int adjtime (
struct timeval *delta,
struct timeval *old_delta );
The adjtime() function makes small adjustments to the system time (as returned by the gettimer() function), advancing or decreasing it by the time specified by the delta parameter of the timeval structure. If delta is negative, the clock is slowed down by incrementing it more slowly than normal until the correction is complete. If delta is positive, a larger increment than normal is used until the correction is complete.
The skew used to perform the correction is generally a fraction of one percent. Thus, the time is always a monotonically increasing function.
A time correction from an earlier call to adjtime() may not be finished when adjtime() is called again. In this case, the delta remaining from the original call is replaced by the delta of the current call. If the old_delta parameter is nonzero, then when the adjtime() function returns, the structure pointed to will contain the time remaining from the earlier call.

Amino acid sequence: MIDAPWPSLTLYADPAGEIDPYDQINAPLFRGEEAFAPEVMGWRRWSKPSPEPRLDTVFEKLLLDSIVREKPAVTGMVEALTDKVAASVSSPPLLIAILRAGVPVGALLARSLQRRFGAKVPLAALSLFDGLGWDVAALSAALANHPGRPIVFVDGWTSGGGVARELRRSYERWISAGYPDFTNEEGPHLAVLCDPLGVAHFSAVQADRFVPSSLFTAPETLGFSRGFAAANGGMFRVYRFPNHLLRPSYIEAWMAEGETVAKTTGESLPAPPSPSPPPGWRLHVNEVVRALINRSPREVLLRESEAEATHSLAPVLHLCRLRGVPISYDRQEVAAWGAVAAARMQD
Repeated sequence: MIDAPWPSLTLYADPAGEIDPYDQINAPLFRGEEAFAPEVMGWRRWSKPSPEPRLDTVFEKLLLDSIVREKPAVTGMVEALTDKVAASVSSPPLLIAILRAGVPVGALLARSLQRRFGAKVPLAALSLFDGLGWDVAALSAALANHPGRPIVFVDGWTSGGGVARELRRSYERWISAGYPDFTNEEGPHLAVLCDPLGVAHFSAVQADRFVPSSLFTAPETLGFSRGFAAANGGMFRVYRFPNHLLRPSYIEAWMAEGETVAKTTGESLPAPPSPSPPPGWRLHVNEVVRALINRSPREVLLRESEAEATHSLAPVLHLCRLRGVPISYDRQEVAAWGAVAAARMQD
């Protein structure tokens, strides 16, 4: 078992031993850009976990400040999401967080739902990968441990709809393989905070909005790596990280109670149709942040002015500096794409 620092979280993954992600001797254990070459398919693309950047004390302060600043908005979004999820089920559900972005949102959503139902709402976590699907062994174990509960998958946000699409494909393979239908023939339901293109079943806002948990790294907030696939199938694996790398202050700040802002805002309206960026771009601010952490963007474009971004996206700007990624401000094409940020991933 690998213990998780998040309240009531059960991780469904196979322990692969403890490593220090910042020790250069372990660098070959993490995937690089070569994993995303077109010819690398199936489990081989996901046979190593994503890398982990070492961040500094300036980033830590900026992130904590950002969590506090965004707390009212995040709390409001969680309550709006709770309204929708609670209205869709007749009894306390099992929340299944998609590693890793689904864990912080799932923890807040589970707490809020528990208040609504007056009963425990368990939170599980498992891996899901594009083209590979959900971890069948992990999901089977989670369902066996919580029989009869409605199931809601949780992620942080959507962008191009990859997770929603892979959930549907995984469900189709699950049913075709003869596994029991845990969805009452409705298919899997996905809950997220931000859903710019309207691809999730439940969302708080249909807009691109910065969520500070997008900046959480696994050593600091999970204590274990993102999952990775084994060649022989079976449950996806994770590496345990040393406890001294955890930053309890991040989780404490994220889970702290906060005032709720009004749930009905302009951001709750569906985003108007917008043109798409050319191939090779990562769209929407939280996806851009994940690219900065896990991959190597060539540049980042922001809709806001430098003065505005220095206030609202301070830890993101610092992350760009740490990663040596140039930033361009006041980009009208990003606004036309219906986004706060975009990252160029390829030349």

This call may be used by time servers that synchronize the clocks of computers in a local area network. Such time servers would slow down the clocks of some machines and speed up the clocks of others to bring them to the average network time.
The adjtime() function is restricted to users with superuser privilege.
In BSD, system time is defined in units of seconds and microseconds, while in POSIX real time extensions, the units are seconds and nanoseconds. However, the adjtime() function is not specified by POSIX. Therefore, the existing BSD interface is preserved.
Upon successful completion, the adjtime() function returns a 0 (zero). If the adjtime() function fails, a value of -1 is returned, and errno is set to indicate the error.
Functions: gettimeofday(2), gettimer(3) delim off